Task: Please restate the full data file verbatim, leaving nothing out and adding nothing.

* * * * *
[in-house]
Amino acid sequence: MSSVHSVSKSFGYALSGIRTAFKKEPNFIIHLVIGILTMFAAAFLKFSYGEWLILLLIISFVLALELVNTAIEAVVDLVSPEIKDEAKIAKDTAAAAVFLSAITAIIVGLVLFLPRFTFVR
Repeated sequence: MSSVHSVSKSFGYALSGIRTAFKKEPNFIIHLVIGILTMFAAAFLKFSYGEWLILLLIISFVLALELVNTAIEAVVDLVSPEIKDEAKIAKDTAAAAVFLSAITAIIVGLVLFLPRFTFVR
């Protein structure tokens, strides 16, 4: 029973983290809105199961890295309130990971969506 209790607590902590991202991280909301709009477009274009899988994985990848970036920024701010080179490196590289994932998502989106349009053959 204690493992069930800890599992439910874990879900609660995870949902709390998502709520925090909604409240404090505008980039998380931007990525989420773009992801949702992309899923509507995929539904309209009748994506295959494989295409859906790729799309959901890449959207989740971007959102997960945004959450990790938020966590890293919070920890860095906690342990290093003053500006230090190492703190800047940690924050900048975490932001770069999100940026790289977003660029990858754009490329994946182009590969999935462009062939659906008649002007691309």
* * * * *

[in-house]
Amino acid sequence: MSSVHSVSKSFGYALSGIRTAFKKEPNFIIHLVIGILTMFAAAFLKFSYGEWLILLLIISFVLALELVNTAIEAVVDLVSPEIKDEAKIAKDTAAAAVFLSAITAIIVGLVLFLPRFTFVR
Repeated sequence: MSSVHSVSKSFGYALSGIRTAFKKEPNFIIHLVIGILTMFAAAFLKFSYGEWLILLLIISFVLALELVNTAIEAVVDLVSPEIKDEAKIAKDTAAAAVFLSAITAIIVGLVLFLPRFTFVR
């Protein structure tokens, strides 16, 4: 029973983290809105199961890295309130990971969506 209790607590902590991202991280909301709009477009274009899988994985990848970036920024701010080179490196590289994932998502989106349009053959 204690493992069930800890599992439910874990879900609660995870949902709390998502709520925090909604409240404090505008980039998380931007990525989420773009992801949702992309899923509507995929539904309209009748994506295959494989295409859906790729799309959901890449959207989740971007959102997960945004959450990790938020966590890293919070920890860095906690342990290093003053500006230090190492703190800047940690924050900048975490932001770069999100940026790289977003660029990858754009490329994946182009590969999935462009062939659906008649002007691309």